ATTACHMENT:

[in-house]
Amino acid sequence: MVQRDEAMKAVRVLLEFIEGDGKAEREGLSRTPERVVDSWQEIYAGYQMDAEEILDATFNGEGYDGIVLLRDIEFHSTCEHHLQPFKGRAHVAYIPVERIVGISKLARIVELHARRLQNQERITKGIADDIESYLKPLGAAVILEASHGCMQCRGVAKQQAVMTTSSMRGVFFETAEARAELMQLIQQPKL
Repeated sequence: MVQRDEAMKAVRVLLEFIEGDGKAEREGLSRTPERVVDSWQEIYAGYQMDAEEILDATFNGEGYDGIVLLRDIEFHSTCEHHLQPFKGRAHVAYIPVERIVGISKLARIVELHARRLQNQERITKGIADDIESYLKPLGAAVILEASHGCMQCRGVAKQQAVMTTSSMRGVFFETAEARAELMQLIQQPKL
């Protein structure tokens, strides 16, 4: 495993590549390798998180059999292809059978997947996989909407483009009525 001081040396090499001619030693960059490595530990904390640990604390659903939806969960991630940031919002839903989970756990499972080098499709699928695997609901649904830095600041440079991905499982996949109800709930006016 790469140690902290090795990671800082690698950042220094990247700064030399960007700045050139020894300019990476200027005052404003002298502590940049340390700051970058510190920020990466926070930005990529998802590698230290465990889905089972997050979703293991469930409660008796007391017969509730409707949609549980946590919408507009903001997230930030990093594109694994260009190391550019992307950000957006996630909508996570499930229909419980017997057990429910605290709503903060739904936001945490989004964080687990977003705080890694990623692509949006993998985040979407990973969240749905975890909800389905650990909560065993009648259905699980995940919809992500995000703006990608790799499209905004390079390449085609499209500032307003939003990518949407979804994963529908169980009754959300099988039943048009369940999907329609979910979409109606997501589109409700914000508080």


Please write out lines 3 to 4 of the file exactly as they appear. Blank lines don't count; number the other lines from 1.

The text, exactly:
Repeated sequence: MVQRDEAMKAVRVLLEFIEGDGKAEREGLSRTPERVVDSWQEIYAGYQMDAEEILDATFNGEGYDGIVLLRDIEFHSTCEHHLQPFKGRAHVAYIPVERIVGISKLARIVELHARRLQNQERITKGIADDIESYLKPLGAAVILEASHGCMQCRGVAKQQAVMTTSSMRGVFFETAEARAELMQLIQQPKL
């Protein structure tokens, strides 16, 4: 495993590549390798998180059999292809059978997947996989909407483009009525 001081040396090499001619030693960059490595530990904390640990604390659903939806969960991630940031919002839903989970756990499972080098499709699928695997609901649904830095600041440079991905499982996949109800709930006016 790469140690902290090795990671800082690698950042220094990247700064030399960007700045050139020894300019990476200027005052404003002298502590940049340390700051970058510190920020990466926070930005990529998802590698230290465990889905089972997050979703293991469930409660008796007391017969509730409707949609549980946590919408507009903001997230930030990093594109694994260009190391550019992307950000957006996630909508996570499930229909419980017997057990429910605290709503903060739904936001945490989004964080687990977003705080890694990623692509949006993998985040979407990973969240749905975890909800389905650990909560065993009648259905699980995940919809992500995000703006990608790799499209905004390079390449085609499209500032307003939003990518949407979804994963529908169980009754959300099988039943048009369940999907329609979910979409109606997501589109409700914000508080």